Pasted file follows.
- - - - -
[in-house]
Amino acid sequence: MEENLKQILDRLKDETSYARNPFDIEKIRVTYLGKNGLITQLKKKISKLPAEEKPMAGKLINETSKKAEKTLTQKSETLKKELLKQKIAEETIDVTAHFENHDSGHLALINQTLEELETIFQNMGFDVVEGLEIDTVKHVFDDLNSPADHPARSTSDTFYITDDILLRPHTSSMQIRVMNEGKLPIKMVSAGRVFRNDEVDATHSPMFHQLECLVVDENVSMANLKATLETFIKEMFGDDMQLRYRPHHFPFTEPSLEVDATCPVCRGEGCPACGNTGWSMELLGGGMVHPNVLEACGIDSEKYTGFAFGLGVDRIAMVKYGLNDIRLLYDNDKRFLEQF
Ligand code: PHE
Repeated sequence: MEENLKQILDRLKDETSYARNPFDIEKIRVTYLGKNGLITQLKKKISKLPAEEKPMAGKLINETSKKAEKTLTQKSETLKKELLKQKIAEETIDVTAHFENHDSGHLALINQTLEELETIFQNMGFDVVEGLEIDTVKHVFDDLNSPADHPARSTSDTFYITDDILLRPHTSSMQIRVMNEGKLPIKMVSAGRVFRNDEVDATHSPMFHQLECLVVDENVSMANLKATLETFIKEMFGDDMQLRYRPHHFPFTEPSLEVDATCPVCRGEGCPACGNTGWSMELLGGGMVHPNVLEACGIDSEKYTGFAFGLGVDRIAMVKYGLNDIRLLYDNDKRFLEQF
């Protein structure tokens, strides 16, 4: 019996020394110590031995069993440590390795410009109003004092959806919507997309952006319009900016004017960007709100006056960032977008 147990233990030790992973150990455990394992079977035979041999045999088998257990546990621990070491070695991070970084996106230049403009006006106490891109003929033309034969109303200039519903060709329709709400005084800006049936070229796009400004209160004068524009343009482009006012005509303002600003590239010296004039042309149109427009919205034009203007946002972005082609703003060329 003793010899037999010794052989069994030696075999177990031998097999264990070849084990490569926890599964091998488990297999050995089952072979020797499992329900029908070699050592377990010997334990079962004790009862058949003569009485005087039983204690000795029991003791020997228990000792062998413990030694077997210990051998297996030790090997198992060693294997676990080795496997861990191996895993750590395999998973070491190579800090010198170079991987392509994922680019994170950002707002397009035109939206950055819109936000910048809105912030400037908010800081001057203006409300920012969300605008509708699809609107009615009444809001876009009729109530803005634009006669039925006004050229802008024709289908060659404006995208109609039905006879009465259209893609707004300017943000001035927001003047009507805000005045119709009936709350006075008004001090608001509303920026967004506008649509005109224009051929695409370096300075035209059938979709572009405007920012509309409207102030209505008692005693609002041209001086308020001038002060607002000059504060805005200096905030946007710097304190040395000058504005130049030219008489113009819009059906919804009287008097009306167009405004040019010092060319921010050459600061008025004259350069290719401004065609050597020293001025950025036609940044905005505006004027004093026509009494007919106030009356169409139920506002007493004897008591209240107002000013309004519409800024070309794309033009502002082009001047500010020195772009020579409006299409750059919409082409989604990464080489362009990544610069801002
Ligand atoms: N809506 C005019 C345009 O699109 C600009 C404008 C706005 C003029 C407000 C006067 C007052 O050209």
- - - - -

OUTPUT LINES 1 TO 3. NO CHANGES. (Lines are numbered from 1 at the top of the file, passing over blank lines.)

[in-house]
Amino acid sequence: MEENLKQILDRLKDETSYARNPFDIEKIRVTYLGKNGLITQLKKKISKLPAEEKPMAGKLINETSKKAEKTLTQKSETLKKELLKQKIAEETIDVTAHFENHDSGHLALINQTLEELETIFQNMGFDVVEGLEIDTVKHVFDDLNSPADHPARSTSDTFYITDDILLRPHTSSMQIRVMNEGKLPIKMVSAGRVFRNDEVDATHSPMFHQLECLVVDENVSMANLKATLETFIKEMFGDDMQLRYRPHHFPFTEPSLEVDATCPVCRGEGCPACGNTGWSMELLGGGMVHPNVLEACGIDSEKYTGFAFGLGVDRIAMVKYGLNDIRLLYDNDKRFLEQF
Ligand code: PHE